Keep a few bags in the house. Thaw under running water (takes less than five minutes), and throw them into those bacon greens I was talking about earlier. Brainless dinner. Or make shrimp cocktail for dinner because, and be fancy!
According to Kefir.net, “The regular use of kefir can help relieve all intestinal disorders, promote bowel movement, reduce flatulence and create a healthier digestive system.” Who doesn’t like that?
If by some small chance you don’t already know this, most “maple syrup” you’re buying is actually “pancake syrup,” which is high-fructose corn syrup mixed with "maple flavoring" and food coloring. When you have that many quotation marks in a sentence, you have every reason to feel taken. Right, “Mrs. Butterworth,” if that’s your real name?
Pure maple syrup is still liquid sugar, but at least it’s honest. But honesty costs money, and sometimes you’re willing to trade superior flavor for your bottom line. Grab a bottle next time you’re at Aldi, and try it with some of these recipes in addition to your waffles. See if that doesn’t convert you.
I know that realistically most people don’t make their own stocks, and maybe you feel bad about that. Let me let you in on a secret: I am one of those pretentious jerks who makes her own stock. I throw all my chicken and vegetable scraps into a big bag in the freezer, dump it into the slow cooker when it’s full, cover with water, cook on low overnight, and know what I get? Two quarts of stock. Two. You know how long it takes to get enough bones to actually make stock? You think I’m roasting chickens over here all the damn time? I have no time to be planning time-consuming menus to end up with two freaking quarts of stock!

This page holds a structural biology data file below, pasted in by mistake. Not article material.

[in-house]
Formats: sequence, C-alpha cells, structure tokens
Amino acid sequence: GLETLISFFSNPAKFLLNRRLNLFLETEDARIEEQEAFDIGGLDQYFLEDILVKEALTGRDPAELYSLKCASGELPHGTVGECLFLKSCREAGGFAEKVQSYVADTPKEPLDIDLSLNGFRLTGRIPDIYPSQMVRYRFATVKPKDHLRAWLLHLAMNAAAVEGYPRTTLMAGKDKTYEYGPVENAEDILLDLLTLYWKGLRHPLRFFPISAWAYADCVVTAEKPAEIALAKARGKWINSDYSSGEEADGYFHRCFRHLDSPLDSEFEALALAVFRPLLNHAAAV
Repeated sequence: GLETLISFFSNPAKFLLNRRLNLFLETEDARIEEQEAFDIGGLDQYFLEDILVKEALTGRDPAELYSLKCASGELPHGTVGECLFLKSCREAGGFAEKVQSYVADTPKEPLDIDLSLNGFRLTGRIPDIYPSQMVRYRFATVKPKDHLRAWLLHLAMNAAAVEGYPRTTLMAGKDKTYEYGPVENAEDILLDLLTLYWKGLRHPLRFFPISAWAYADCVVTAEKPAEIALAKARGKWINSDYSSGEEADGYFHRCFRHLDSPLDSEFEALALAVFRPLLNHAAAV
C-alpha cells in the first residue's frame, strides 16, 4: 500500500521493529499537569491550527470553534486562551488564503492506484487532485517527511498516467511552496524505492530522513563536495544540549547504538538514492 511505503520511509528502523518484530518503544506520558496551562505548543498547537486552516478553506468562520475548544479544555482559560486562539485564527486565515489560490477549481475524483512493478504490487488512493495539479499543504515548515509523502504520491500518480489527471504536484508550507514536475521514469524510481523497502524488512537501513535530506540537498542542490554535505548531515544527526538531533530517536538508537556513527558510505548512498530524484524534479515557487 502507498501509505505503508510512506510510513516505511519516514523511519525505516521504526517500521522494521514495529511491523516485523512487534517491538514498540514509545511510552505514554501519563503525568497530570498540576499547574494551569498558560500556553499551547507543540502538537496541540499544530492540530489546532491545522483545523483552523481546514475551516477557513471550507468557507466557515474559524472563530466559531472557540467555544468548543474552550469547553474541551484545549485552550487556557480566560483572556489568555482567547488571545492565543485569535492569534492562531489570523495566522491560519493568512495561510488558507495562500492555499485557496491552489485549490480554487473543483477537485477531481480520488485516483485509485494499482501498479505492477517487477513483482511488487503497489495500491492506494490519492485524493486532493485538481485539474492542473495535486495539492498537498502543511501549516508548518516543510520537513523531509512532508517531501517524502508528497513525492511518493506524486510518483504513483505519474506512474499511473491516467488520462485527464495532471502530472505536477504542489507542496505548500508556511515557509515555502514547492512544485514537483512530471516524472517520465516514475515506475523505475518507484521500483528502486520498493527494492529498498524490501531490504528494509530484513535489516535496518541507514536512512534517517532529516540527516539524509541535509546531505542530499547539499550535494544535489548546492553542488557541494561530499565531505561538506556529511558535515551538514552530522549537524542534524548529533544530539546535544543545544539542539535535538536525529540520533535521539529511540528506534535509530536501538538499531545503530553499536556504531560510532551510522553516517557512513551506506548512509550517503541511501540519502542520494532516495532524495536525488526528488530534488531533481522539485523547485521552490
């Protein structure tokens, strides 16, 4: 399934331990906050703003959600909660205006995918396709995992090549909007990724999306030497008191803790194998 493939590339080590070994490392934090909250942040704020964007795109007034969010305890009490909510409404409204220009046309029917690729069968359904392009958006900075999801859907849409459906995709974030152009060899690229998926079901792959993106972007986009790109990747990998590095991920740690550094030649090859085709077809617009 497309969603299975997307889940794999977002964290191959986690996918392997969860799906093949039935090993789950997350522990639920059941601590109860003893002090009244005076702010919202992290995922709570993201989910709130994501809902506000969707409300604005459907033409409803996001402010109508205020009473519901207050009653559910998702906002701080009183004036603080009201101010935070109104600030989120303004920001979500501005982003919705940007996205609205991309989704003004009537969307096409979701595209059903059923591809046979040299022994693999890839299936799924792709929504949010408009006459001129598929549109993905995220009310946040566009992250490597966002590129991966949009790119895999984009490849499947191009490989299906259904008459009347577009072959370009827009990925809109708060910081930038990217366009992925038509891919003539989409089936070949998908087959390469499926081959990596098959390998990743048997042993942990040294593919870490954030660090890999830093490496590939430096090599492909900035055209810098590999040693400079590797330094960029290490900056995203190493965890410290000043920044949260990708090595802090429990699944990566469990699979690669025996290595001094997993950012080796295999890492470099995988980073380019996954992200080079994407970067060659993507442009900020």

When I actually do have the good stuff, I use it for soup, because if you’re making the investment in homemade stock, you had better enjoy that shizz. When I need some for a risotto or poaching or whatever, I use the boxes. Aldi’s organic brand is terrific, and I always make sure to have a cabinet full of it.
My kids will eat them, which is a win. Sure, they’re still highly processed and aren’t actual peas (though made from pea flour), but I’m hoping that maybe one day I’ll be able to talk them into trying actual peas. We’re on year four of my plan, so it’ll happen any day now. I’m sure of it.
Aldi’s meats used to suuuuuuuuck. I can’t attest to the quality back then, because the stuff just seemed too sketchy to eat. I’d get my staples, a box of cookies (this is woman code for 20 boxes of cookies) and be on my way.
I still usually buy meat fresh a few times a week from a local butcher, but I also grab a few things from Aldi to keep in the freezer for the days I completely forget to plan for dinner. It now offers lots of different cuts at great prices, and a lot of them are under its “Never Any!” line, meaning they’re free of growth hormones, antibiotics and animal byproducts. Keep some of its sausages in the freezer, and you always have something for dinner.
You know the lemonade I’m talking about — the schmancy type that comes in the pretty bottles in the refrigerated section, that tastes like real lemons instead of chemical powder. It’s like, two bucks at Aldi, which is still cheaper than at BJ's.
I’m sure you’re saying, “If you’re so concerned about money, why don’t you make your own lemonade?” Well, smarty-pants, lemons are expensive. Stupid global warming has been screwing all the lemon farmers both here in America and abroad, meaning that juicing enough lemons costs more than buying a jug. And yes, I know that buying packaged lemonade is probably not helping global warming! Stop judging me! I’m doing my best!